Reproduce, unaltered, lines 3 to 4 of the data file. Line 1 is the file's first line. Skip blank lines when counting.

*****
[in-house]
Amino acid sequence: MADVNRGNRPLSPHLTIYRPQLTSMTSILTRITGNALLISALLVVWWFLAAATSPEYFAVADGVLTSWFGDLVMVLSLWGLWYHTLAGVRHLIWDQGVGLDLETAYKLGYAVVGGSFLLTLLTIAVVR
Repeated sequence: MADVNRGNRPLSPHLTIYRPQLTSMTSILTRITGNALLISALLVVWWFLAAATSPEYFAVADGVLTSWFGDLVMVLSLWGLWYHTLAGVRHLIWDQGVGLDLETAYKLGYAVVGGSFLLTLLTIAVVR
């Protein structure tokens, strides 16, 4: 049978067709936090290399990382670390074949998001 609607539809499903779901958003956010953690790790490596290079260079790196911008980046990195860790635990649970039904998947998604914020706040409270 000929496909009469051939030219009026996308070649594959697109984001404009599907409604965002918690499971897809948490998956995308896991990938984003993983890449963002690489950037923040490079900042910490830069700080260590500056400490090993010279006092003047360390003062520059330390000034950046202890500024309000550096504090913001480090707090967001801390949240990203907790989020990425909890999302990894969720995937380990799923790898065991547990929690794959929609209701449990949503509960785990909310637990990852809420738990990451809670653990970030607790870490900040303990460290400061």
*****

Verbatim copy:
Repeated sequence: MADVNRGNRPLSPHLTIYRPQLTSMTSILTRITGNALLISALLVVWWFLAAATSPEYFAVADGVLTSWFGDLVMVLSLWGLWYHTLAGVRHLIWDQGVGLDLETAYKLGYAVVGGSFLLTLLTIAVVR
């Protein structure tokens, strides 16, 4: 049978067709936090290399990382670390074949998001 609607539809499903779901958003956010953690790790490596290079260079790196911008980046990195860790635990649970039904998947998604914020706040409270 000929496909009469051939030219009026996308070649594959697109984001404009599907409604965002918690499971897809948490998956995308896991990938984003993983890449963002690489950037923040490079900042910490830069700080260590500056400490090993010279006092003047360390003062520059330390000034950046202890500024309000550096504090913001480090707090967001801390949240990203907790989020990425909890999302990894969720995937380990799923790898065991547990929690794959929609209701449990949503509960785990909310637990990852809420738990990451809670653990970030607790870490900040303990460290400061």